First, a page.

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Marketing automation platform ports and rebuilds can quickly go sideways if you don't approach them correctly.
We've done just about every port and rebuild possible for the big-three marketing automation providers: Marketo, Pardot, and Hubspot.
If you need assistance migration from one marketing automation solution to another, let's start the conversation. Until then, here's some helpful information on marketing automation rebuilds and ports.
Marketing automation ports quickly raises questions. How will you port your current system's data, workflow and integrations over to the new system? Will my old email templates work in the new system? What should be done first and how should tasks be sequenced?
Sequencing of the tasks in your workplan for a marketing automation port will depend on your specifics and which platforms you are porting to and from, but generally speaking, here are some things to consider.
Port Considerations for CNAME
Marketing automation software runs on cloud-hosted servers owned by the marketing automation service provider. Since DNS lookups can only associate one domain with one server, everyone who uses a marketing automation system sets up an alias, or CNAME, to point to the automation server.
For example, if you are a Pardot user and your website renders pages via www.ourB2Bcompany.com, your Pardot forms and landing pages can't have that same structure. As such, you'll need to set up a CNAME, such as ww2.ourB2Bcompany.com or go.ourB2Bcompany.com and then login to your domain name registrar's website and add the CNAME record to point that alias to go.pardot.com.
If you're in port mode, somebody already set up that CNAME record, so the question is should you just point it to the new marketing automation platform or should you create a brand new CNAME, e.g., ww3.ourB2Bcompany.com.
When migrating from one marketing automation platform to another, we strongly recommend the latter approach. Creating a new CNAME leaves you in a position to run the two marketing automation systems in parallel -- more on that in a bit -- if you decide to go that route. It's also just a cleaner approach in that it avoids potential problems with DNS caching.
Running the Two Marketing Automation Systems in Parallel
When we talk about running two marketing automation systems in parallel simultaneously, we are talking about not having a hard cutoff from one system to the other.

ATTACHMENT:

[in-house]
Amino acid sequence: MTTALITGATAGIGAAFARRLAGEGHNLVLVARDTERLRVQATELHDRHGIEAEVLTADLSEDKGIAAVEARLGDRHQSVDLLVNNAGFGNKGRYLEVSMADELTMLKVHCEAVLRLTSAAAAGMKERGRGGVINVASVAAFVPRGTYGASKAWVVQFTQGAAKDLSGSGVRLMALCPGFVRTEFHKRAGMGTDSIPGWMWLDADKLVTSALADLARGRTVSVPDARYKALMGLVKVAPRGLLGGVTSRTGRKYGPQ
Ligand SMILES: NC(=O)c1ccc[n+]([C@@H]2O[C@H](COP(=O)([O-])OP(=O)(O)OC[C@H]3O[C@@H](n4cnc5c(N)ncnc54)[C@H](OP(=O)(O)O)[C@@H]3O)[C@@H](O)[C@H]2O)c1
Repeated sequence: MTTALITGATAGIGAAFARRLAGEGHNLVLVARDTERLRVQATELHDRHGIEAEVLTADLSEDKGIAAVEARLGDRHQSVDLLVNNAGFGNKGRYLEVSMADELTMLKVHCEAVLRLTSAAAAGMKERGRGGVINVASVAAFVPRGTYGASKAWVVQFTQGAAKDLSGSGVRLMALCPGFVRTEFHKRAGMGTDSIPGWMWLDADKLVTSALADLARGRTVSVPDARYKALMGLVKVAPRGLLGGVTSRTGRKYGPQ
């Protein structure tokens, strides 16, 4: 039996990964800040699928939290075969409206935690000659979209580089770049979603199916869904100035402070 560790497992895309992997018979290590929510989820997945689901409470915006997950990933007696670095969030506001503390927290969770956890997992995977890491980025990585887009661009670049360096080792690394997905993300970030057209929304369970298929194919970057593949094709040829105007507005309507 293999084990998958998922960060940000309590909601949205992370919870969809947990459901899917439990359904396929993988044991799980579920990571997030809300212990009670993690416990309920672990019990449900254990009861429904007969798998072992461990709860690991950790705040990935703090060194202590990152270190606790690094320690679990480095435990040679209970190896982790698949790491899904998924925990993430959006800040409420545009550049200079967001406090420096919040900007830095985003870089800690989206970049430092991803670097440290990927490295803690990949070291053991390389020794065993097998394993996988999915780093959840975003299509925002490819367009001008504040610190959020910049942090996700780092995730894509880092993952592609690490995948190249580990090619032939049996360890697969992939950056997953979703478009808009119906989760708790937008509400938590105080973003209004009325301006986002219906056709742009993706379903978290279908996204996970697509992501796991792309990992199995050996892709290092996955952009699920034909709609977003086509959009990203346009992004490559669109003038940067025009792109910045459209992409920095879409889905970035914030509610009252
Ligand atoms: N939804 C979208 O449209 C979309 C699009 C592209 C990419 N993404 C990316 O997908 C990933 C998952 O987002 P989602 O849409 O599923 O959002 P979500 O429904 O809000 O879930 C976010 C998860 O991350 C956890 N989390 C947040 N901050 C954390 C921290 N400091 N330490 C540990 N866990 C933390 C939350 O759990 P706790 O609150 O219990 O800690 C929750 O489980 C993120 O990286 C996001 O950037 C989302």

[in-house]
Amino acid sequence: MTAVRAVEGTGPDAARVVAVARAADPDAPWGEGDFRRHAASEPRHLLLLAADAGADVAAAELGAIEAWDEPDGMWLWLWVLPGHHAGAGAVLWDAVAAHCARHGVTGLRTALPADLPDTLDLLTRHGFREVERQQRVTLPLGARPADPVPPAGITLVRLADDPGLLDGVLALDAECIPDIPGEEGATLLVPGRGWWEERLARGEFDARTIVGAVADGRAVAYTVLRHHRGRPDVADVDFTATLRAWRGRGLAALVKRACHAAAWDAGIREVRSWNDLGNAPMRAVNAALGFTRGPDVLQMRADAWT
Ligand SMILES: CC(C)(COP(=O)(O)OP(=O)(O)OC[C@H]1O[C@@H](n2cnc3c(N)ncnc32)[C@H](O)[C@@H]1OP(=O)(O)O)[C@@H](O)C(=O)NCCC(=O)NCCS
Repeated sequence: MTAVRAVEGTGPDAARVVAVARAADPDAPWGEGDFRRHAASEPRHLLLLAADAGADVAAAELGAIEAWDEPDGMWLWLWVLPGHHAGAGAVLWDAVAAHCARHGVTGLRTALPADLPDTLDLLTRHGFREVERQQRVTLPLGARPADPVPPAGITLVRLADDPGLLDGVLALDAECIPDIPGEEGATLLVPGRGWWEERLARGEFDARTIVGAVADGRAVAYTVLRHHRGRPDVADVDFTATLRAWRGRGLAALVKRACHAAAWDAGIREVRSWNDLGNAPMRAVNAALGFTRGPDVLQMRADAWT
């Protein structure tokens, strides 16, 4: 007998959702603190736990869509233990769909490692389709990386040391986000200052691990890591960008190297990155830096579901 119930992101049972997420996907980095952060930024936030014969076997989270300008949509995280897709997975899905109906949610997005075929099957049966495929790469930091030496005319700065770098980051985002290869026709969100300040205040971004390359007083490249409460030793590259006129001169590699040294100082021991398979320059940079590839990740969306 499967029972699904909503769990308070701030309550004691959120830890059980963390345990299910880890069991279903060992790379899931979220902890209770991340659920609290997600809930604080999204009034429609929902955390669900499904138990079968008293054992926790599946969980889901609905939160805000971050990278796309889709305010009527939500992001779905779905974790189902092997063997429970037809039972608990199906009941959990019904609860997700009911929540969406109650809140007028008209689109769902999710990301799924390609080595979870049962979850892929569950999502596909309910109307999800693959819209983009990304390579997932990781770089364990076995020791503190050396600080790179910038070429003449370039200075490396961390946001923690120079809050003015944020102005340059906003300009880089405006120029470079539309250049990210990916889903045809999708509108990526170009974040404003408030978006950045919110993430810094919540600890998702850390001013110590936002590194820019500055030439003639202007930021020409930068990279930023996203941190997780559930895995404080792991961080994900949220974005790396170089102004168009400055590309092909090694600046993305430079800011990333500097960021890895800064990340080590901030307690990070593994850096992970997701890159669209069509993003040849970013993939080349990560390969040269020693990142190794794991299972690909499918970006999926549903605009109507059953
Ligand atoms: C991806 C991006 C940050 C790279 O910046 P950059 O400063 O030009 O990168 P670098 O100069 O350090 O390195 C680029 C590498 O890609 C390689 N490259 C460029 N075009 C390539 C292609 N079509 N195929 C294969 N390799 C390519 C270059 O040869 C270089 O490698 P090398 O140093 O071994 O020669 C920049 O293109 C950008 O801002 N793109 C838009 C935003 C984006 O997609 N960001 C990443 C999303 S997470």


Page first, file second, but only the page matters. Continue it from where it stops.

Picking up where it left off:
Let's say you're using Hubspot forms on your website and you are migrating to Marketo. You can replace a handful of Hubspot forms with your new Marketo forms and have both the Marketo forms and the Hubspot forms co-exist on the same site.
The upside of this approach is that you can make sure your Marketo forms and backend are working correctly before you switch over every single lead form. The downside, however, is that you'll start collecting activity data in one system that isn't recorded in the other system. This can be addressed by creating a lead form that feeds both marketing automation systems, but that's usually more headache than it's worth if you haven't already coded your forms that way and are instead using iframed forms.
The same try-and-test approach applies to other assets you'll need to migrate. For a Pardot-to-Marketo migration, for example, you can migrate a subset of your landing pages to Marketo before doing all of them. You can migrate some of your email templates over and start running some but not all of your email campaigns on the new platform.
While some might argue that this isn't the right approach for migration, that you should convert everything over at 2AM on a Saturday night, having tested everything on a staging server or sandbox instance, we've learned the hard way that, nine times out of ten depending on specifics, it's better to port slowly but surely. (The exception is usually when the prior instance is badly broken and the organization can't market until the port is done.)
How Marketing Automation Ports Can Mess Up Metrics
Regarding metrics and reporting, manage expectations when porting from one system to another.
You may not be able to generate the same metrics, and you may miss out on recording some activity during the port, especially if you take the slow-but-sure approach outlined above where you have two systems partially live at the same time.
Start with Your Salesforce Connection
In migrating from one system to another, the question about when to start and stop the two Salesforce (or equivalent CRM) connections comes up in a hurry. CRM-to-marketing-automation integrations are critically important to marketing automation success, so this is a hot topic for any migration.
We recommend that this is the very first thing you focus on. Getting your custom fields setup, field mapping, and all the other tasks related to CRM integration is job one.
Timing of when to turn the syncs on and off is also key. It gets complicated, but our marketing automation consultants can guide you through that important process.
In general, it's best to let the Salesforce connections do your data export and data import work for you. For example, if you are migrating from Marketo to Hubspot, one option is to export Marketo lists and then import to Hubspot. Another approach is to have Salesforce hold all your contacts, turn on the Hubspot Salesforce sync and let the data flow from there. This isn't an option if you run your shop, as many do, with way more prospect contacts in your marketing automation database than in Salesforce, but if your lists are identical, use the integrations instead of manual and tedious imports and exports.
Do Your Data Cleansing Work Long Before or Long After Your Port
It's hard enough to do a port. Don't add unnecessary complexity into the project plan by cleaning up your contact data to get rid of duplicates.
We recommend cleaning up your data on the old system before the port, and doing that as a separate but related project. Get that work done before you start the rest of the migration workplan. If you can't do that because you need to crunch the timeline down, there are good ways and bad ways to clean data and port at the same time. Ask us about our best practices for that particular marketing automation port scenario.
Throw Away Your Junk